“I think what made the boho trend so unique is that it was mostly ignited by the it-girls themselves, rather than by designers,” @PopCultureDiedin2009, expert archivist of the salad days of early 2000s celebrity culture, tells me. “Sienna, Kate, Mischa, and Mary-Kate seemed to inspire, rather than be inspired, and it really dictated the fashion landscape of that era. Whereas today’s it-girls like Kendall, Gigi, and the rest of that crew desperately conform to what they believe is in, the it-girls of the aughts just wore whatever caught their eye … that’s what made their style so fun to watch.”
Boho was not only the first trend I was aware of, it was the first trend I participated in. Oversized sunglasses, roomy, caramel-colored bags from Target, ill-fitting, wide-legged trousers from Urban Outfitters were all things I proudly wore. I was an exacting teenager with a reserved yet sunny disposition who eschewed rebellious phases; boho suited me. For this reason, it holds a special nostalgia. It reminds me of the last time I read magazines, sitting in the Starbucks inside an icy cool Barnes & Noble. I inquired on Twitter about people’s boho memories. My friend Rachel remembers having “lots of pics of Sienna Miller wearing prairie dresses and cowboy boots on my ‘mood board.’” Another friend, Samantha, said she “always wanted to be a boho teen but was too shy.” She says she is very “goth boho” now.
I didn’t get a lot of responses to my inquiry, and I think it’s because the style is something that’s only slightly obsolete but mostly omnipresent. Goth boho might actually be about where we’re at right now. Boho, on its way to a retreat in Tulum, shows just how much the trend cycle has collapsed on itself. It’s everywhere and nowhere. Its earthy, natural colors seem so contrary to the current internet-y color palette of water bottles, black and grey crop tops, and soft pinks. At the same time, boho’s trappings have stayed out in the sun long enough to become a sort of toned-down, refined version of themselves. In 2017, it’s become macrame and gold triangles and house plants. #Bohostyle is an Instagram hashtag updated by the minute. I don’t think there would be an Amanda Chantal Bacon or a culture of blindly out-of-touch celebrity wellness without the original boho set.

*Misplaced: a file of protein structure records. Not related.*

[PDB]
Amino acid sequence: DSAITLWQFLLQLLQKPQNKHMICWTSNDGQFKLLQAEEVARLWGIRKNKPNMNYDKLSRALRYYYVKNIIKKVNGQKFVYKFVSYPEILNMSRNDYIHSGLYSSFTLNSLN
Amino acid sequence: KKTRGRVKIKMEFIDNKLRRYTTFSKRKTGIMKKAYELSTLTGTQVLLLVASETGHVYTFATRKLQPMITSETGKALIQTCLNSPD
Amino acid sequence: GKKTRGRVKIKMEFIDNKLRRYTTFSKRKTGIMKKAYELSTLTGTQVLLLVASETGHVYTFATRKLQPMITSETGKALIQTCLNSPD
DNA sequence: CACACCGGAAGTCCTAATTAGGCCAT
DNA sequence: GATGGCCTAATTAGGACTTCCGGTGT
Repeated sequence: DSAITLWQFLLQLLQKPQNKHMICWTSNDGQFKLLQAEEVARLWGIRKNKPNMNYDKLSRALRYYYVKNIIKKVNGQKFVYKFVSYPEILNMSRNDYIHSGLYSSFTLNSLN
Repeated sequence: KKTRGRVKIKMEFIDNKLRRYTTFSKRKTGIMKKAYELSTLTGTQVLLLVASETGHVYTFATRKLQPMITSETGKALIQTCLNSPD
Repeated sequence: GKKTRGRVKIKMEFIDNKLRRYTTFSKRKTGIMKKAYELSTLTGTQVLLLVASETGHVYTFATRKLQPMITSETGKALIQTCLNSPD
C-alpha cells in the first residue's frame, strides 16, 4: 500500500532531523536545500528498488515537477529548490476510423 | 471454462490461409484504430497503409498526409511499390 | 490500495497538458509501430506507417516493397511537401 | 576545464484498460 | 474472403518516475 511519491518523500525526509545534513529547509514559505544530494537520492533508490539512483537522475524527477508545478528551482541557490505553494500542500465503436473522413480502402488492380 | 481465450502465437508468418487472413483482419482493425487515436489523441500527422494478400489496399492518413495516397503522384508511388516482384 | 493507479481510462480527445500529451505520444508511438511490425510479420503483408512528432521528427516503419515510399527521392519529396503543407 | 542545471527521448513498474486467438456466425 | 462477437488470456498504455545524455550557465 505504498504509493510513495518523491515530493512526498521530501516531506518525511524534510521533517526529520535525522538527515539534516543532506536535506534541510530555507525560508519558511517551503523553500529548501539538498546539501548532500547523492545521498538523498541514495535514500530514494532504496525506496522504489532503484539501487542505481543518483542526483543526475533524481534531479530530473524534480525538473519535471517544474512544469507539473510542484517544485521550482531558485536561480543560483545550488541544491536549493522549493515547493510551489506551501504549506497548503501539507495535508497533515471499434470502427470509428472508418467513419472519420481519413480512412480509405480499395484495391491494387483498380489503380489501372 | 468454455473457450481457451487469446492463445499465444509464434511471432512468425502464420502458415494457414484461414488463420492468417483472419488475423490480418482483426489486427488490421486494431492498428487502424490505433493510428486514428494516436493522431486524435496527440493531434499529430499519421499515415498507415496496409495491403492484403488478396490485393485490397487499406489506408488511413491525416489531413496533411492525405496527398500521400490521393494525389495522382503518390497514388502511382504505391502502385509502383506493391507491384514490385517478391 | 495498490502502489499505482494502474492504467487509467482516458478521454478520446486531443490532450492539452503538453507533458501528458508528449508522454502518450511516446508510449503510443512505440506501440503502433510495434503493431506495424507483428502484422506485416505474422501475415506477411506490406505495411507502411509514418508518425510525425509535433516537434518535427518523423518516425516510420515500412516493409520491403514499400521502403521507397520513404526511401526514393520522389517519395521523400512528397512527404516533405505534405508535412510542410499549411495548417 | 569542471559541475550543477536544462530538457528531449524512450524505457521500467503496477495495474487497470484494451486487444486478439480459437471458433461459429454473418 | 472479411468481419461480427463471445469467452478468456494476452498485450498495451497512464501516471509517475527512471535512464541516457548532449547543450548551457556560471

Walking into an actual, brick-and-mortar store geared toward young people is a strange look into the stabs at relevancy retailers are making. “Is it floral sundresses they like?” one trend analyst asks. “No, it’s FILA!” says the other trend analyst. “Well,” they agree, “there is always boho.” And more crochet halter tops are stitched together and studded leather belts made, and so it goes. I hope I have done a good job of explaining boho to you, because it is the latest trend for summer 2017.
Kelsey Lawrence is a writer living in Brooklyn. For more boho-inspired thoughts, follow her on Twitter at @veryfamousgirl.